HILLS NEWSPAPERS: December 19, 2017
One of the Bay Area’s most spectacular trails is open to hikers, but just till the seagulls return to their rookery. It’s the little known Agave Trail along the backside of Alcatraz island, and it’s open during a time when Alcatraz Cruises is offering two-for-one tickets to locals. (More on that later.)
To say this path is “arresting” is an understatement. The Agave Trail winds its way behind the prison, along the protected side of the island, with sweeping views of San Francisco and “secret spots” where the children of Alcatraz used to play.
Oakland author Jolene Babyak was one of those kids who lived on Alcatraz twice when her father worked there — once in 1954-55 when she was 7 to 9 years old and again in 1962 when she was 15. She took us on the Agave Trail recently, and shared stories of her adventures.
“If it was a Huck Finn life, it was bound by rules,” Babyak said. “There were lots of places on the island (primarily the prison grounds) where you weren’t allowed to go.” But the children could play on the Agave Trail, which ran down to the sea and up the backside of the cliff to the parade grounds.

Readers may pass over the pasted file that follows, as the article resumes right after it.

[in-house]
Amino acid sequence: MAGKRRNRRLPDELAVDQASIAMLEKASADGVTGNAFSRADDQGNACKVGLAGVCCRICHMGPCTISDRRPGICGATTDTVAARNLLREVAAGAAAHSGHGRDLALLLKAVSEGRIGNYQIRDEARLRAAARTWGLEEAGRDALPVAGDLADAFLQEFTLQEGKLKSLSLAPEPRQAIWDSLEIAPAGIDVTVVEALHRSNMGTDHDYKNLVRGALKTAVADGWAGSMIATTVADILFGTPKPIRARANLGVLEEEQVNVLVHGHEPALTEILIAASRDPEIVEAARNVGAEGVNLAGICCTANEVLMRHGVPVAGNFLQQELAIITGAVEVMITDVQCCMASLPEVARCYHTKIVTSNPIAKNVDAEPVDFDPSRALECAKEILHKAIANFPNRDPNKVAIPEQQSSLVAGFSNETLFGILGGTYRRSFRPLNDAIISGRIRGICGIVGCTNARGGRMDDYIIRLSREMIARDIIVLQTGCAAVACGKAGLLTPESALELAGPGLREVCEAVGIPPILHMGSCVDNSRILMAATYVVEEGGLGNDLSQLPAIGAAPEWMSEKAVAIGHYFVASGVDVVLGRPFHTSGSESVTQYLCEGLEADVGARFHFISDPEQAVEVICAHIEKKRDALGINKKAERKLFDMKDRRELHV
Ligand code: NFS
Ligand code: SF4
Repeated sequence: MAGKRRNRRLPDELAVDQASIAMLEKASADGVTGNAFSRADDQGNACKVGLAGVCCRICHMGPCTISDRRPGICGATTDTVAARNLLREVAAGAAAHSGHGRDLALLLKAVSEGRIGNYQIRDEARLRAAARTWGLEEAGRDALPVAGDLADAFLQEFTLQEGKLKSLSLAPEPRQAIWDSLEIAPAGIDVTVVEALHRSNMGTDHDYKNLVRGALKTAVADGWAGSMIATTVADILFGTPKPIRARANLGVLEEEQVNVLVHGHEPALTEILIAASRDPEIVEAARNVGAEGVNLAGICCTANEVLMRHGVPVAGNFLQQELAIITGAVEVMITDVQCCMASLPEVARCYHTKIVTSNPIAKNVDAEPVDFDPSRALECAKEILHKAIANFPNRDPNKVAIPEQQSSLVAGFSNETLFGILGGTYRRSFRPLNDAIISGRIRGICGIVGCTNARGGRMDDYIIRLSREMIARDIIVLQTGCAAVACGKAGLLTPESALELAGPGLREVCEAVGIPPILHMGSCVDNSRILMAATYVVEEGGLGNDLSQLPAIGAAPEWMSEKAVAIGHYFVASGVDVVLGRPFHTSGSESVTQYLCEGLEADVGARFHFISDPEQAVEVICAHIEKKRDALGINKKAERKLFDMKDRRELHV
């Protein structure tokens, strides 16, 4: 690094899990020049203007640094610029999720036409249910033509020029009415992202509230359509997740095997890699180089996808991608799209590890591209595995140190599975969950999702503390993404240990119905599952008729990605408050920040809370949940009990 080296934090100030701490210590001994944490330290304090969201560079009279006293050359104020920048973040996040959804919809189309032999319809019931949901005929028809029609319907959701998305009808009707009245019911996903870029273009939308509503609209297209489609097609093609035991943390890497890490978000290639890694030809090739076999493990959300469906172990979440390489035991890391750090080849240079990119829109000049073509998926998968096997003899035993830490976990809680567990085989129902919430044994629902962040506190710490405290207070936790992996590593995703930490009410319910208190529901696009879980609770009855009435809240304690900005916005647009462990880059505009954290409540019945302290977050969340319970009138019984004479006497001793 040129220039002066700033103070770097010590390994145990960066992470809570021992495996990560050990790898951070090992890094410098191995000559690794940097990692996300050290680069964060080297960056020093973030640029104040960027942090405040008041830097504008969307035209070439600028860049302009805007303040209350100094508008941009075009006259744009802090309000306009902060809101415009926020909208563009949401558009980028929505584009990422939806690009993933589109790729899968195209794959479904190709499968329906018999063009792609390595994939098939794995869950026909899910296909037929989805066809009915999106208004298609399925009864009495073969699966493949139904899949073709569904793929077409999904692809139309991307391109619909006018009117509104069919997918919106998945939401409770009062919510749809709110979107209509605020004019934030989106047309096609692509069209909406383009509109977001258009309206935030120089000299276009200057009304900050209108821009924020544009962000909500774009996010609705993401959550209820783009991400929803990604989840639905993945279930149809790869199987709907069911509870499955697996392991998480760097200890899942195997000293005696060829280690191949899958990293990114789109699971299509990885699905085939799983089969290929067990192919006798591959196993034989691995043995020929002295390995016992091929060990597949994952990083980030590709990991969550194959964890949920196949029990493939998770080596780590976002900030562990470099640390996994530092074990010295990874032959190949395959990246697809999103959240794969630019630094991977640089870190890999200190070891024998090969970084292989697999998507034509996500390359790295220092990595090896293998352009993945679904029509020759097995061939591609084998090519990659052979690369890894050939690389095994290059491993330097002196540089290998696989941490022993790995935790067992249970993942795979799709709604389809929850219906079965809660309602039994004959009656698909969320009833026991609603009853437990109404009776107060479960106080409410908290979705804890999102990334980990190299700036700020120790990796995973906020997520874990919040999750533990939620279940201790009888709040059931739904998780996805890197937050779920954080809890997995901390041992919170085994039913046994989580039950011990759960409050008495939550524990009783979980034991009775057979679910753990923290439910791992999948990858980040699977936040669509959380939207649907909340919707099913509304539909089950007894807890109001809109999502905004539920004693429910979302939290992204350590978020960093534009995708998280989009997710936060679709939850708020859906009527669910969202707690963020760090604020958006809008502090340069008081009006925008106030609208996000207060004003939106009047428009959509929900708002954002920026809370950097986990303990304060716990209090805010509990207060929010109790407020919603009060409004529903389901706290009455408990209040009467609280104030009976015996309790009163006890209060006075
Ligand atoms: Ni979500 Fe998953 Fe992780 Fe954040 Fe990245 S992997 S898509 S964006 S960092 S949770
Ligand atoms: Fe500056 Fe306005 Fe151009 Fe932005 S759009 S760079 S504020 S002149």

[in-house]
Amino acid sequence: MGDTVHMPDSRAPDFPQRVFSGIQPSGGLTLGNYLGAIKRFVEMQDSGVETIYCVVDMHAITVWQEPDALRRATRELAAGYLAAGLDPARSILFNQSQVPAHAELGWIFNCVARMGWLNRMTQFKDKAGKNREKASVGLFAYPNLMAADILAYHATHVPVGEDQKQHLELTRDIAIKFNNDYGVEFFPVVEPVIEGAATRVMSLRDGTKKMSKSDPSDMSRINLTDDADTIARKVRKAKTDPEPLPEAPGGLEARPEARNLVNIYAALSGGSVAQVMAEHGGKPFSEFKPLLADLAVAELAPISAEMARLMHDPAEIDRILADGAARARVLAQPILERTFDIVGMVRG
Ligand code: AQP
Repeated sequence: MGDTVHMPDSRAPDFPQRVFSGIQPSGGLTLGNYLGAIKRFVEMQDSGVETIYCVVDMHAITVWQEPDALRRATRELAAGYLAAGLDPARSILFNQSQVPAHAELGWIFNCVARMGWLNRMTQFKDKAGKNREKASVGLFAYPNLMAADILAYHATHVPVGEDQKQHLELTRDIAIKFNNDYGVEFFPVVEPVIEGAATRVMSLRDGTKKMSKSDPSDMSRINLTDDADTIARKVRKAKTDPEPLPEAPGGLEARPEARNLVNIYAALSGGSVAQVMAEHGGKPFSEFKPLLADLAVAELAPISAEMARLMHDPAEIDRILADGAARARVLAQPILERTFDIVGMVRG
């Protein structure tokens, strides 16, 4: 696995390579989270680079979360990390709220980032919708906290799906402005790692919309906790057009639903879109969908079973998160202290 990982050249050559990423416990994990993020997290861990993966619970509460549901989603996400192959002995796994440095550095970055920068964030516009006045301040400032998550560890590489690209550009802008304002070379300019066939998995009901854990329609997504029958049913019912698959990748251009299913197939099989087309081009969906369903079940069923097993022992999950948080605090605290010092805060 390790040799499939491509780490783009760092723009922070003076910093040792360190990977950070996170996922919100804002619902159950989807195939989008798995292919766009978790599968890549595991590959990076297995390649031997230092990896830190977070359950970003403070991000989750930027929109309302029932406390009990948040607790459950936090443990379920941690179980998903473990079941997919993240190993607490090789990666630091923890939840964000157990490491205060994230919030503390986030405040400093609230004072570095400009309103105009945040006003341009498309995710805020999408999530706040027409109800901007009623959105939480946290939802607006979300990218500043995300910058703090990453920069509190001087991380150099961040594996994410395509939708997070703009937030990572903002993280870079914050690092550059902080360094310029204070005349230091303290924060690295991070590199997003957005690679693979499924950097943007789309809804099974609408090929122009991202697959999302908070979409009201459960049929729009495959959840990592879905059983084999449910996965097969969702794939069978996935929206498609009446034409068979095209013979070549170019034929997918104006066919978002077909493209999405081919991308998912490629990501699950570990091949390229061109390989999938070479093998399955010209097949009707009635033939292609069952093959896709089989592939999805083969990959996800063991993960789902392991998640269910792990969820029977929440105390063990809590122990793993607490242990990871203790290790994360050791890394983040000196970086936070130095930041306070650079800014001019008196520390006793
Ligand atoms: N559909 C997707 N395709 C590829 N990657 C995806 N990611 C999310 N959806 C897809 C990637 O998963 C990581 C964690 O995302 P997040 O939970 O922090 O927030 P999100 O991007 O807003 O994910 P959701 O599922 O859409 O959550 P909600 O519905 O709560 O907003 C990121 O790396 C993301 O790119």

“We used to come down here and fish … striped bass, crabs, leopard sharks,” Babyak said. The rocks were often wet and slippery and parents usually insisted on going along. “If you fell in, you could drift off and nobody would know.”
Just past the spot where the kids used to fish and sunbathe, the path turns away from the sea and ascends a steep hill to the old Army parade grounds. When Babyak lived on Alcatraz, it was a playground. She and her friends were playing softball there on the night of the infamous prison break — June 11,1962.
“We didn’t know about it until the next morning. The siren woke me up,” Babyak said, adding her dad was associate warden at the time and got the call. “My mother was in the house with me and said they’d (the five men) left last night, probably.”
The only scary thing she remembers is looking for the prisoners in her basement with her mom. “We had to go down there and search — and she made me go first,” she says.
Babyak is just finishing her sixth publication on Alcatraz and most Sundays she signs books in the Alcatraz gift shop. She looks at her time on the island as idyllic in many ways, saying the sense of community was incredibly strong because parents were protective of their children.
Regarding the 1962 prison break, people often ask her if she thinks the escapees made it. Having studied many of the prisoners’ files and knowing that they were all psychologically damaged by the time they were 3, she says no.
“Everybody came here because of their behavior. That means they were aggressive, assaultive, trouble all the way down the line. The five guys who were missing — and when all five of them don’t show up in the city somewhere — they’re dead. Because their personalities would have made them very noticeable.”